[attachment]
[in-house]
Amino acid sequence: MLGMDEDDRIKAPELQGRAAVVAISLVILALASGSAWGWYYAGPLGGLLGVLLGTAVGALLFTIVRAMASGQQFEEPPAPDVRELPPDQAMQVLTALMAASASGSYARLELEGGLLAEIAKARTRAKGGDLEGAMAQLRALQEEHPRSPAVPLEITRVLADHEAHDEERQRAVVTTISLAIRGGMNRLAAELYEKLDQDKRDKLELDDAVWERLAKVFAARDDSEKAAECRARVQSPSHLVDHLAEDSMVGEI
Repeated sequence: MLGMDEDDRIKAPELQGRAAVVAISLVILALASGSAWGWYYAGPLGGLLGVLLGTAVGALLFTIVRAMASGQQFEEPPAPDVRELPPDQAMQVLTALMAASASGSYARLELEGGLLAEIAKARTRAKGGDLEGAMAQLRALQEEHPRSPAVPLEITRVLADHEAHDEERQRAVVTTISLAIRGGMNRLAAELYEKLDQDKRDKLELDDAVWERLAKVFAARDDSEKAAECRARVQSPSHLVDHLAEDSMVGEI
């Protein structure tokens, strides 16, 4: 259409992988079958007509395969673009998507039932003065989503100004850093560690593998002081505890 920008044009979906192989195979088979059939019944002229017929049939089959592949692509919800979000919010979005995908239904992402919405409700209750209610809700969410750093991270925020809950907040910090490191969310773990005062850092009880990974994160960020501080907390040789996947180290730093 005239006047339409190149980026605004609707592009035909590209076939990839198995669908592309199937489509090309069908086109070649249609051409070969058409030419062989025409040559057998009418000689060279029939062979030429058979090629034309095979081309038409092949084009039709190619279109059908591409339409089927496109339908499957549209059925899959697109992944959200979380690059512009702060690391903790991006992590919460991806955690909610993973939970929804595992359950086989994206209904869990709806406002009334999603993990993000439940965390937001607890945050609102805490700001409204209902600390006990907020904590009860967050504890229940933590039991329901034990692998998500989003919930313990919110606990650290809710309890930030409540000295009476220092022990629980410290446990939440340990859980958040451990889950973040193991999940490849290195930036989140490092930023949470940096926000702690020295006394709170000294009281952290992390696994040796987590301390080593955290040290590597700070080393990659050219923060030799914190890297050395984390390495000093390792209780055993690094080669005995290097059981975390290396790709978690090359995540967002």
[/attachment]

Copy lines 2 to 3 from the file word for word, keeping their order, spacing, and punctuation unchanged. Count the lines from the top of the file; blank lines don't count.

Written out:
Amino acid sequence: MLGMDEDDRIKAPELQGRAAVVAISLVILALASGSAWGWYYAGPLGGLLGVLLGTAVGALLFTIVRAMASGQQFEEPPAPDVRELPPDQAMQVLTALMAASASGSYARLELEGGLLAEIAKARTRAKGGDLEGAMAQLRALQEEHPRSPAVPLEITRVLADHEAHDEERQRAVVTTISLAIRGGMNRLAAELYEKLDQDKRDKLELDDAVWERLAKVFAARDDSEKAAECRARVQSPSHLVDHLAEDSMVGEI
Repeated sequence: MLGMDEDDRIKAPELQGRAAVVAISLVILALASGSAWGWYYAGPLGGLLGVLLGTAVGALLFTIVRAMASGQQFEEPPAPDVRELPPDQAMQVLTALMAASASGSYARLELEGGLLAEIAKARTRAKGGDLEGAMAQLRALQEEHPRSPAVPLEITRVLADHEAHDEERQRAVVTTISLAIRGGMNRLAAELYEKLDQDKRDKLELDDAVWERLAKVFAARDDSEKAAECRARVQSPSHLVDHLAEDSMVGEI